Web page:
STEVENSVILLE — Millions of dollars worth of construction are moving into high gear on the Stevensville School District campus.
Even with the early closure of classes this spring because of the pandemic, it's a project that's still planned to last into next year.
As the old expression goes, the "dirt is really starting to fly" on the Stevensville Schools campus. After a groundbreaking that was overshadowed by virus school closures earlier this spring, contractors are fully engaged now, both inside and outside the buildings.
"We're thrilled to death with our entire construction group, from our architect MMW, Quality Construction our general contractor, our construction manager through Hulteng," said Stevensville School Superintendent Bob Moore. "Our administrative team, we've all worked together well to get a plan to the school board and have the school board adopt a plan that will make significant improvements to the campus."
The improvements paid for with the two bond issues approved by voters last year, include full upgrades to the high school, the aging primary school building and a complete re-working of the parking lots and traffic flow. The big new construction piece is the new technology learning center, where the site clearing is underway.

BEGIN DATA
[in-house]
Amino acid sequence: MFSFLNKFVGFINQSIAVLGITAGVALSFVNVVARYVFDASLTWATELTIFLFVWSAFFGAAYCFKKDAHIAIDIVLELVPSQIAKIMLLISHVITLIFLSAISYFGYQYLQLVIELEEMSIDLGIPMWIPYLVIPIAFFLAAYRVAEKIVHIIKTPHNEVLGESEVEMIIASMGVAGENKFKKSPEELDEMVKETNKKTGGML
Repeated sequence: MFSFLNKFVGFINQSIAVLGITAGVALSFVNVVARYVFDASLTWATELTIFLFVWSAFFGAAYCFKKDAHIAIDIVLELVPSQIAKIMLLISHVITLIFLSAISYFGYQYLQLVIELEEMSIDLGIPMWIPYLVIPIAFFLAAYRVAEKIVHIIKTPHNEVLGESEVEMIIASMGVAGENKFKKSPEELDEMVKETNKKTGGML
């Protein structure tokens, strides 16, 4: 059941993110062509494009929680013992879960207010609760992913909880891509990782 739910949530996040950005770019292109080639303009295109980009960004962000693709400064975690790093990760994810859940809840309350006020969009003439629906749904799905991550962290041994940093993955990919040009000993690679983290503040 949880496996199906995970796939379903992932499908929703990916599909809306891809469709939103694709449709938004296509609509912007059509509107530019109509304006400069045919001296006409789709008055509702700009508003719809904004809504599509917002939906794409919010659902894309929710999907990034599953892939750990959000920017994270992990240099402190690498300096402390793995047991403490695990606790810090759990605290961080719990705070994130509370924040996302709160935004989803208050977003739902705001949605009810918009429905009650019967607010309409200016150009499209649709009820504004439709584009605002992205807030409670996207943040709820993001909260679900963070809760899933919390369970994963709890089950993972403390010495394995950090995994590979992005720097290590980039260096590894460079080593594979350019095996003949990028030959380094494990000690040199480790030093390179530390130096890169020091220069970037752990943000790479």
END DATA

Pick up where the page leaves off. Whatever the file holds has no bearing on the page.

Some people have wondered if the cancelation of classes this spring means the construction will be accelerated. Dr. Moore says that's not really the case. They were able to take care of a few extras, but generally, the construction schedule was set long before coronavirus arrived.
"We were able to move some projects forward," said Moore. "But really the bond and construction timeline is going to remain significantly the same."
That means a 20-month construction timeline that's still on track. While much of the heavy work will be done this summer, construction will continue into next year and that will mean coping with some construction next fall and winter.
The bonus is that the bids and bonds were favorable enough to allow the district to also include nearly 2-million dollars in alternates.
"And the real exciting thing is we do have enough money from the bonds, and the bond proceeds, to accomplish everything we had listed, both in the main bid and as alternates. So, to say we are excited would be an understatement," said Moore.
The district had already adjusted next year's calendar to accommodate construction, with school starting right after Labor Day and dismissing right before Memorial Day.